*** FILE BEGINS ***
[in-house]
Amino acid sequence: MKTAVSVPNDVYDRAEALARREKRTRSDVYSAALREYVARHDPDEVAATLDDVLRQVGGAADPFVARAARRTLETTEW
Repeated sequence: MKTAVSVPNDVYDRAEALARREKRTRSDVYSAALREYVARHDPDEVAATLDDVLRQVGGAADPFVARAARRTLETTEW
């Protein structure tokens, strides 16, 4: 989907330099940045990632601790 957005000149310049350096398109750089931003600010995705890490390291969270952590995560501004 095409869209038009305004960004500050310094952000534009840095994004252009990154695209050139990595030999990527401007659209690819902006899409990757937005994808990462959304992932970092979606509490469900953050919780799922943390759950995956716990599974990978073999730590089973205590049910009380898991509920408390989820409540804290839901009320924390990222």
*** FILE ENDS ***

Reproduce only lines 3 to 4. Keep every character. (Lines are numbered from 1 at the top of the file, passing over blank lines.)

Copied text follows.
Repeated sequence: MKTAVSVPNDVYDRAEALARREKRTRSDVYSAALREYVARHDPDEVAATLDDVLRQVGGAADPFVARAARRTLETTEW
């Protein structure tokens, strides 16, 4: 989907330099940045990632601790 957005000149310049350096398109750089931003600010995705890490390291969270952590995560501004 095409869209038009305004960004500050310094952000534009840095994004252009990154695209050139990595030999990527401007659209690819902006899409990757937005994808990462959304992932970092979606509490469900953050919780799922943390759950995956716990599974990978073999730590089973205590049910009380898991509920408390989820409540804290839901009320924390990222």